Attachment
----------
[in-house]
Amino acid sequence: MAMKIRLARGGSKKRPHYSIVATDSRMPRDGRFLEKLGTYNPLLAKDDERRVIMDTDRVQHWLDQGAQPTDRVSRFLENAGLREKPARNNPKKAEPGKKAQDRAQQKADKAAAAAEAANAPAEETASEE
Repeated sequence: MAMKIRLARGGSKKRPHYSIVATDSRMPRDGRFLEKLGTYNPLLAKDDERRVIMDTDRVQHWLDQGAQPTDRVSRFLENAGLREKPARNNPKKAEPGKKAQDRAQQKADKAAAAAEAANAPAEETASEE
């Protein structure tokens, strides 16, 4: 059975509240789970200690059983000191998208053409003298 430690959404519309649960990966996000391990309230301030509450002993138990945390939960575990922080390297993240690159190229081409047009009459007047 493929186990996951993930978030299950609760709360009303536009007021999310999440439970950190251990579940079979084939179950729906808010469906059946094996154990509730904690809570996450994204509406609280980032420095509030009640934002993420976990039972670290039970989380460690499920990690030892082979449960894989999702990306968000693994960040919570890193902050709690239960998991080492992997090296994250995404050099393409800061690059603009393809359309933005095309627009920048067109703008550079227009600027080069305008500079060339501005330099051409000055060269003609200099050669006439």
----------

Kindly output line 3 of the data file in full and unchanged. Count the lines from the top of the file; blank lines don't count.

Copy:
Repeated sequence: MAMKIRLARGGSKKRPHYSIVATDSRMPRDGRFLEKLGTYNPLLAKDDERRVIMDTDRVQHWLDQGAQPTDRVSRFLENAGLREKPARNNPKKAEPGKKAQDRAQQKADKAAAAAEAANAPAEETASEE